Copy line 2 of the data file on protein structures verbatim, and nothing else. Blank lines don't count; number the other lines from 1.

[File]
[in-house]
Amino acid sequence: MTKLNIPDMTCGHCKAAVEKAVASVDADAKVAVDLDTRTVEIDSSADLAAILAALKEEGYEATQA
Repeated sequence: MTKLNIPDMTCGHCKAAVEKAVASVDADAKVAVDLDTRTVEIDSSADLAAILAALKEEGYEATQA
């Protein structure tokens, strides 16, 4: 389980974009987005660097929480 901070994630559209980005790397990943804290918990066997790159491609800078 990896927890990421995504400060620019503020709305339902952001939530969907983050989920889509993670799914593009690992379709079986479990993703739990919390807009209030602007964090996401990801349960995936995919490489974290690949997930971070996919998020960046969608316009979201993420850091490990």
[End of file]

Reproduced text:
Amino acid sequence: MTKLNIPDMTCGHCKAAVEKAVASVDADAKVAVDLDTRTVEIDSSADLAAILAALKEEGYEATQA